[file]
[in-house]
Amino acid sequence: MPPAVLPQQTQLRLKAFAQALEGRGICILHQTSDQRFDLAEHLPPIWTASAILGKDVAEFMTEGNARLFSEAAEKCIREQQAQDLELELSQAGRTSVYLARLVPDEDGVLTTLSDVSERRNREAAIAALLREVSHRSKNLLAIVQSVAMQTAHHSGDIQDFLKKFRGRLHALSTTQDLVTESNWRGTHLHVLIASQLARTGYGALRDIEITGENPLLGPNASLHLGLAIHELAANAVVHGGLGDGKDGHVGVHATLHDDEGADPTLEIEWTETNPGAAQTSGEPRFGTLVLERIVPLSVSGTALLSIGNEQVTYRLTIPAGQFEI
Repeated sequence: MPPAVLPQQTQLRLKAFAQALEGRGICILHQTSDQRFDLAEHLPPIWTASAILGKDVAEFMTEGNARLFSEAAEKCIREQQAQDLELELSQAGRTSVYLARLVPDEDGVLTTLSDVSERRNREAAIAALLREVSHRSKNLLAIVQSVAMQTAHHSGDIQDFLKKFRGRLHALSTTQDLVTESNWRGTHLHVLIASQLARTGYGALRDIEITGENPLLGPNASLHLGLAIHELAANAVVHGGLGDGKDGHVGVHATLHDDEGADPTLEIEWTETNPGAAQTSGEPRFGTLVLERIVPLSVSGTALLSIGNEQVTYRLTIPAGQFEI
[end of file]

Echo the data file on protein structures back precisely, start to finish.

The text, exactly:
[in-house]
Amino acid sequence: MPPAVLPQQTQLRLKAFAQALEGRGICILHQTSDQRFDLAEHLPPIWTASAILGKDVAEFMTEGNARLFSEAAEKCIREQQAQDLELELSQAGRTSVYLARLVPDEDGVLTTLSDVSERRNREAAIAALLREVSHRSKNLLAIVQSVAMQTAHHSGDIQDFLKKFRGRLHALSTTQDLVTESNWRGTHLHVLIASQLARTGYGALRDIEITGENPLLGPNASLHLGLAIHELAANAVVHGGLGDGKDGHVGVHATLHDDEGADPTLEIEWTETNPGAAQTSGEPRFGTLVLERIVPLSVSGTALLSIGNEQVTYRLTIPAGQFEI
Repeated sequence: MPPAVLPQQTQLRLKAFAQALEGRGICILHQTSDQRFDLAEHLPPIWTASAILGKDVAEFMTEGNARLFSEAAEKCIREQQAQDLELELSQAGRTSVYLARLVPDEDGVLTTLSDVSERRNREAAIAALLREVSHRSKNLLAIVQSVAMQTAHHSGDIQDFLKKFRGRLHALSTTQDLVTESNWRGTHLHVLIASQLARTGYGALRDIEITGENPLLGPNASLHLGLAIHELAANAVVHGGLGDGKDGHVGVHATLHDDEGADPTLEIEWTETNPGAAQTSGEPRFGTLVLERIVPLSVSGTALLSIGNEQVTYRLTIPAGQFEI